It’s one of the foundations of antisemitism. The Jews are guilty. Always. Even when Jewish blood is shed by a demented mass-murderer. This is the fault of the Jewish people.
It’s one thing for anti-gun advocates to raise their voices again in the aftermath of the synagogue slaughter: “We must get guns off the streets! Without our current gun laws, this massacre would never have taken place.”
We can understand those sentiments, even if we disagree with them.
In the same way, we can understand why President Trump called for armed guards at synagogues and churches. People may scoff at this idea as well, but it too is understandable.
Some, however, go even farther, using the tragedy to make a very strong political statement.
A small group of “progressive” Jewish leaders in Pittsburgh blamed President Trump directly for the massacre.
They wrote, “For the past three years your words and your policies have emboldened a growing white nationalist movement. You yourself called the murderer evil, but yesterday’s violence is the direct culmination of your influence.”
They made clear that Trump was “not welcome in Pittsburgh” until you fully denounce white nationalism . . . until you stop targeting and endangering all minorities . . . until you cease your assault on immigrants and refugees . . . until you commit yourself to compassionate, democratic policies that recognize the dignity of all of us.”
Either these liberal Jewish leaders spoke with prophetic insight, or they made an extraordinarily ugly and irresponsible statement claiming that the violence was the “direct culmination of [his] influence.” (See here for perspective.)
Others made the bizarre claim that it was Trump’s moving our embassy to Jerusalem that caused the bloodshed.
Julia Ioffe, who writes for GQ, tweeted, “And a word to my fellow American Jews: This president makes this possible. Here. Where you live. I hope the embassy move over there, where you don’t live was worth it.”
And how, pray tell, does she know this? The vast majority of the Muslim world has gone quiet about the moving of our embassy, and it has not produced the level of backlash we were told to expect for years. Yet Ioffe somehow knows that a Nazi-loving shooter in America slaughtered Jewish men and women – one of them 97-years-old – because President Trump had the courage to move our embassy.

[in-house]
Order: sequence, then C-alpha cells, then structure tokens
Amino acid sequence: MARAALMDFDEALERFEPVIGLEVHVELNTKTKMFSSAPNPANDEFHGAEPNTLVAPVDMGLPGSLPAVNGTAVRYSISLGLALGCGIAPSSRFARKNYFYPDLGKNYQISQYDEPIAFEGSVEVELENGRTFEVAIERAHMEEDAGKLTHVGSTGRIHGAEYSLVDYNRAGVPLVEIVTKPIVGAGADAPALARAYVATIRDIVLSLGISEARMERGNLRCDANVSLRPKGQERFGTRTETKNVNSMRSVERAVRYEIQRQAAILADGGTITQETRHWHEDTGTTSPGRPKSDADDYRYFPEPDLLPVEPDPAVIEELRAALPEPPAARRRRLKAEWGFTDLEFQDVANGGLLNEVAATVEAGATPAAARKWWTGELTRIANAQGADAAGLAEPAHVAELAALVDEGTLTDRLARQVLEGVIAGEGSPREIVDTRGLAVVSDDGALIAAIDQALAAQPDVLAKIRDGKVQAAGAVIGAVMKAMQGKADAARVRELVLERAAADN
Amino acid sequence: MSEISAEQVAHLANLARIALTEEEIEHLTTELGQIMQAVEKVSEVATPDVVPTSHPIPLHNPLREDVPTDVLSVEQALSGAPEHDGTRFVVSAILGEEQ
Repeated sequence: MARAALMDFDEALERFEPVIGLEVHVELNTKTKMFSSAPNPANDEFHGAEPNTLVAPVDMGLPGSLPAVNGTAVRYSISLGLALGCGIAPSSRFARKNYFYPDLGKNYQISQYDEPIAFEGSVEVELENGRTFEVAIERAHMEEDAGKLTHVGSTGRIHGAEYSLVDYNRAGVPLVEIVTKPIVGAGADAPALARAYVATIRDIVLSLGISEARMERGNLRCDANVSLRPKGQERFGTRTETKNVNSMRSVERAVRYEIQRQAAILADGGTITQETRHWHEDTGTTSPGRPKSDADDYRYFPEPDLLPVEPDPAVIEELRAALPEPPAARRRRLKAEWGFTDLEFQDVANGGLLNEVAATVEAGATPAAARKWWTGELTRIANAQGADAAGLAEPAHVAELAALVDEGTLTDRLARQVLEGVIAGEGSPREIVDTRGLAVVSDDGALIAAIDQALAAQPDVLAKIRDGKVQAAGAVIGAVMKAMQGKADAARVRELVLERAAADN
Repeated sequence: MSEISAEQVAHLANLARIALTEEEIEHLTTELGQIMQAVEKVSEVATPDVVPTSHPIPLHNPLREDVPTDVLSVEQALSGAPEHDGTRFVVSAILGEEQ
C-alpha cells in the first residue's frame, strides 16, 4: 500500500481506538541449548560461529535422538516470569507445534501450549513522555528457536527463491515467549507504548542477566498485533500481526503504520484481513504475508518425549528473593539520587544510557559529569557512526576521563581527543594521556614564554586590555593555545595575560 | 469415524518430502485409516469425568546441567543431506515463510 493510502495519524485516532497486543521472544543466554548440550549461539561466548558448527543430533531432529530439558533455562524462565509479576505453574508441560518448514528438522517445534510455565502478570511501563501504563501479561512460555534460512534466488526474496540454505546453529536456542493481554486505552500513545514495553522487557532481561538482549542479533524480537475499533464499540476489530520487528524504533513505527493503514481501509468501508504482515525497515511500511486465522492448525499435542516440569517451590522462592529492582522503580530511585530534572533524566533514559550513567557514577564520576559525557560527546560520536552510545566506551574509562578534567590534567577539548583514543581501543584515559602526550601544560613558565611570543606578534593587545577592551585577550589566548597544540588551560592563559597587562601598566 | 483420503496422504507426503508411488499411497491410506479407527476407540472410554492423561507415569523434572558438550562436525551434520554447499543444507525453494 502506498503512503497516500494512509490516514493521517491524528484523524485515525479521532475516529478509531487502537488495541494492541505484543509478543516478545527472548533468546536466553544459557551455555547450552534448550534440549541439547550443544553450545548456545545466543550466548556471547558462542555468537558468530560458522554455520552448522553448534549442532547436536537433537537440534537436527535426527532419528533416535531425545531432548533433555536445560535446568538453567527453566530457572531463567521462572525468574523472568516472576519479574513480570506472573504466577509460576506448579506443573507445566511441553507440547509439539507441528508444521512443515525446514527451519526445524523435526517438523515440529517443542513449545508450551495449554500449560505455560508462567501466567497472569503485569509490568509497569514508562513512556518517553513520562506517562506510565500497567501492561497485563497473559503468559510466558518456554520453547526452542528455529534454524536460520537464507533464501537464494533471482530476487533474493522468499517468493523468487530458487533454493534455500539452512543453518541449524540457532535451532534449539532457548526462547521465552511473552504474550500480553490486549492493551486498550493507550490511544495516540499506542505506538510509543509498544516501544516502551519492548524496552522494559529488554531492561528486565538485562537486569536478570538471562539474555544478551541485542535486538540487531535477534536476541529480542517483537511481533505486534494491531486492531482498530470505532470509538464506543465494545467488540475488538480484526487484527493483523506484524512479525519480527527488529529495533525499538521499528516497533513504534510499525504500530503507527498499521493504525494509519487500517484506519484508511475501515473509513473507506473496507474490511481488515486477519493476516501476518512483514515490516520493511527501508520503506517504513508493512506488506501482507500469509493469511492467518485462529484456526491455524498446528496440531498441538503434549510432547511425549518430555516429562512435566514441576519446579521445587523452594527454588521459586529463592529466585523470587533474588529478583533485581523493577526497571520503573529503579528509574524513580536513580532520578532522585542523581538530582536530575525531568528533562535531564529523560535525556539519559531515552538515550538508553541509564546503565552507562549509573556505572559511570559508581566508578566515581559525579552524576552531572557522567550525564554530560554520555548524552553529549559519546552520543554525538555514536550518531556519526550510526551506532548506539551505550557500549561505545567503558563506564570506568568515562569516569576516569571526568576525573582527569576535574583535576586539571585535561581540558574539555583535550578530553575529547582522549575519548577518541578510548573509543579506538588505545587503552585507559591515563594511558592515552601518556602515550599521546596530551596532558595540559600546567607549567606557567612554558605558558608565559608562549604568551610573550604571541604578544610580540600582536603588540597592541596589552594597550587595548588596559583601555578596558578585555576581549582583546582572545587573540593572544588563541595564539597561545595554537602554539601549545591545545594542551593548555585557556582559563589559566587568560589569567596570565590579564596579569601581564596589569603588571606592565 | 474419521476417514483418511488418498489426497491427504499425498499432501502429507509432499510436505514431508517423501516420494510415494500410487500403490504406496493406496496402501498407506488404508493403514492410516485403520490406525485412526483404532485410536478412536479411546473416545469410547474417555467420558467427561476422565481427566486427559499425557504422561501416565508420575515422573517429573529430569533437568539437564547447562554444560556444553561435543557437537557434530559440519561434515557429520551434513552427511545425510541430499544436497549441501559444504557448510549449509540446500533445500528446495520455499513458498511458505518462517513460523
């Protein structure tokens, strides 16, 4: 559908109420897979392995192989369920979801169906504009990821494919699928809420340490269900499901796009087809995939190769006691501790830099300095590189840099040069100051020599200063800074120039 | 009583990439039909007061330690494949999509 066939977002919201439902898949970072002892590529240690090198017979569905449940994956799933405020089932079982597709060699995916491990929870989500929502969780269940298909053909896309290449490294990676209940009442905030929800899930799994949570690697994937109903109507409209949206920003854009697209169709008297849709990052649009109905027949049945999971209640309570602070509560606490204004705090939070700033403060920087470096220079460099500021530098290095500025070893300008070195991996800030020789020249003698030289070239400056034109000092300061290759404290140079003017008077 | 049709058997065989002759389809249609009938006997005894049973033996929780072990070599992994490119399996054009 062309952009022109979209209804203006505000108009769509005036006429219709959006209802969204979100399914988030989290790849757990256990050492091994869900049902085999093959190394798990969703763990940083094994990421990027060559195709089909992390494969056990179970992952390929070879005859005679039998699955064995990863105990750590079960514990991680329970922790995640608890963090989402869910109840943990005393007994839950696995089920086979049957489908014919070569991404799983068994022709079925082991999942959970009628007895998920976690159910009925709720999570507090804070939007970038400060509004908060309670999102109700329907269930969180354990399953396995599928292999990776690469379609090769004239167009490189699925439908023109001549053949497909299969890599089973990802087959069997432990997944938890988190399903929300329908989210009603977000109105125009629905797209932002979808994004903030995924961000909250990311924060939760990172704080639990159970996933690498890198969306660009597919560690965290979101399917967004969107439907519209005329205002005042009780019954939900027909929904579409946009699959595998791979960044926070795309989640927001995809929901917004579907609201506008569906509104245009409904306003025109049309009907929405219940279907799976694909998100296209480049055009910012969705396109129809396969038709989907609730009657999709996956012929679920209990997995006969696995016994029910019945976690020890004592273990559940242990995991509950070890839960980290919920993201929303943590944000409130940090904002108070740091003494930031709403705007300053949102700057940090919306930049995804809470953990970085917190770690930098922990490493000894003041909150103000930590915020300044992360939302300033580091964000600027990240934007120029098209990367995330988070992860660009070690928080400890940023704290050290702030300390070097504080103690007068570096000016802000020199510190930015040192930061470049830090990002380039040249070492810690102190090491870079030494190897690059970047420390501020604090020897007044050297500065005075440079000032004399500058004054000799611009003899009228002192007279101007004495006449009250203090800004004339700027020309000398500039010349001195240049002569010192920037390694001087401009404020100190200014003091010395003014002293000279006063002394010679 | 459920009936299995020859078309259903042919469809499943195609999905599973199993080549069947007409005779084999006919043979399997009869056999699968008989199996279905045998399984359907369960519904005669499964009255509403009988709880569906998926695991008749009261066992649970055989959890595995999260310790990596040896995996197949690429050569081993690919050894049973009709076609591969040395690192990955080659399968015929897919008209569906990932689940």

But Ioffe remains confident, stating that “… pogroms didn’t happen without the person at the top, the tsar, the president, condoning it either tacitly or explicitly.”
Not only is this irresponsible. It is inaccurate. The pogroms in Eastern Europe happened repeatedly because the antisemitic governments looked the other way (or worse). President Trump, a proven friend of Israel with close ties to the Jewish community (right within his own family), wants to do everything possible to prevent another such attack in America.
But who cares about facts when a political point can be scored? And who cares about the fact that violent, antisemitic acts have taken place during the administrations of quite a few American presidents? (Speaking of antisemitic acts in Skokie, Illinois, conservative journalist Joel Pollack, himself an Orthodox Jews, writes, “The fight against the Nazi march took place when Jimmy Carter was president; the statue was defaced under Ronald Reagan; the shooting took place under Bill Clinton; the vandalism happened under Barack Obama. Antisemitism knows no party.”)
And yet there is more, and now it gets even uglier.
A Messianic Jewish friend of mine sent me this note today (Monday, October 29). She was shaken and shocked: “A couple of people, both Jewish believers [in Jesus], after a dynamite message by our pastor [on Sunday], mentioned that they were saddened by the fact that he had not mentioned the synagogue shooting.
“I responded that he very rarely mentioned anything that might be construed as political, which now pretty much includes everything.
My non-Jewish hostess then said ‘Well, he probably avoided it because people might think differently about it because they were…you know…Jewish.”
In other words, this wasn’t like a church shooting or a school shooting. The victims were, you know, Jewish. That makes things a bit more controversial. Best not to mention it from the pulpit.
Even if this was not what the pastor was thinking, the fact that this Christian woman had these thoughts was telling enough.
But it gets even uglier.
Baroness “Jenny Tonge, a British House of Lords lawmaker with a history of making anti-Semitic statements, suggested that the Pittsburgh synagogue shooting was the fault of Israel’s policy toward Palestinians.”
She posted on Facebook on Saturday – so, just hours after the massacre – “Absolutely appalling and a criminal act, but does it ever occur to Bibi [Netanyahu] and the present Israeli government that it’s [sic] actions against Palestinians may be reigniting anti-Semitism?”
She added, “I suppose someone will say it is anti Semitic to say so?”
Yes, Baroness Tonge, it is antisemitic to say so.
But it is nothing new.
It is classic antisemitism, restated with the latest flavor of the hour.
When Jews are killed, it is the fault of the Jews, since the Jews are always guilty
The opinions expressed by columnists are their own and do not necessarily represent the views of Barb Wire.